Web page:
And what puzzles me is when folks accept camp in certain regards but will ignore it when it comes to more queer/light-hearted camp. These days, the biggest movies are super-powered humans fighting over magical gems and personal issues. A male-dominated franchise has cars going into space and makes a billion dollars. Don’t get me started on 80s action movies and how they seep in the “bro camp” aesthetic.
The camp erasure in most franchises has happened for decades, with the 00’s being the final nail in the coffin for the films. I mentioned Christopher Nolan earlier, and I do feel like he deals with the brunt of the flack. Nolan, alongside a few other filmmakers, ushered in an era that we are slowly leaving behind. In the 2000s and up until the last few years, all of the film industry was direly serious.
If you even attempted something with too campy of a tone between 2003 and 2016, it would be pushed back. Nerds wanted their comic books done in a more grounded way, horror films went straight for brutality, and even action movies got dour post-9/11. We lived in a time afraid of camp, but I feel we are slowly moving away from it.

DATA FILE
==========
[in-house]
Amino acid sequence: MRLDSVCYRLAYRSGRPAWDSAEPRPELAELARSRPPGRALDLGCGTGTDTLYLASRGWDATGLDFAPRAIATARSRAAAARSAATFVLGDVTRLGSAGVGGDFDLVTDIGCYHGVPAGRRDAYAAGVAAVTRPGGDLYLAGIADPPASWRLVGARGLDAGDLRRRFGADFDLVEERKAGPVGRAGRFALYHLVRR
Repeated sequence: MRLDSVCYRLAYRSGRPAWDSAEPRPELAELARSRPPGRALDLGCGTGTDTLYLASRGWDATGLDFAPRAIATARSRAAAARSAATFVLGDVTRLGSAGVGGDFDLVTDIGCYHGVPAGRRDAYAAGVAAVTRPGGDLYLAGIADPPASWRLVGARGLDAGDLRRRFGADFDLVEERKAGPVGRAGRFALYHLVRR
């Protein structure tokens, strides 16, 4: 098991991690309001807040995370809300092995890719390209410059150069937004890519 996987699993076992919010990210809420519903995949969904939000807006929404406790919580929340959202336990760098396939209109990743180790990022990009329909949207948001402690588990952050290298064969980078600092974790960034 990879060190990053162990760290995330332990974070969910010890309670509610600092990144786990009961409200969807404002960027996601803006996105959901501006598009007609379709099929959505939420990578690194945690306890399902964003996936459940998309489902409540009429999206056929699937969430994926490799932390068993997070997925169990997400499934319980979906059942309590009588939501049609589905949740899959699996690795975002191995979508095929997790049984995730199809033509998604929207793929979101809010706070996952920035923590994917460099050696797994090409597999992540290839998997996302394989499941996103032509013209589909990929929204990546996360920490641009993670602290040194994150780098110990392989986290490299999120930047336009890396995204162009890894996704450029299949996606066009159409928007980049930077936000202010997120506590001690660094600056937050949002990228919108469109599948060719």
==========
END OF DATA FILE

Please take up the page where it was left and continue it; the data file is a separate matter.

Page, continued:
The problem now, though, no one wants to admit when something is campy.
There’s still significant hesitation regarding the term campy; many afraid to embrace it or allow that label onto their art. I spoke with filmmaker Rachel Talalay last year about her latest Netflix movie A Babysitter’s Guide To Monster Hunting. When using the term campy in a positive way to describe her work, she pushed back, saying, “I would prefer not to call it campy, which can have a negative connotation.”
I was shocked at that as that was my first time positively using that word and being corrected. It later happened again in a very different context. I went on to call Zack Snyder’s Justice League a campy yet mature good time. And this was coming from a place of admiration for the film. But viewers, on both sides, were turned off by that. Snyder fans took it as an insult, and people who disagree thought I was looney (For the record, I think Zack Snyder is an incredibly campy filmmaker, and people who think his work is too grim are seriously misunderstanding it).
If you called something like Guardians of the Galaxy camp, most people would stare at you puzzled. Maybe my admiration for the word is strong, but some people find that word to be too insulting. We live in an era where Fast and the Furious, Avengers and Star Wars are mainstream culture, but no one wants to admit their cheesy, fun roots.
I want the fear to use campy removed from the minds of folks. I want people to embrace that even their most beloved blockbuster is a bit of a camp romp at the heart of it. Embrace the strange and unusual, not just for “popular” cult classics like Rocky Horror.
Accept that something can be over-the-top, and if it’s not for you, know that it’s meant for someone else. One man’s trash is truly another man’s treasure.
When we stop equating the word “campy” with the word bad, we’ll be better as a film viewing society…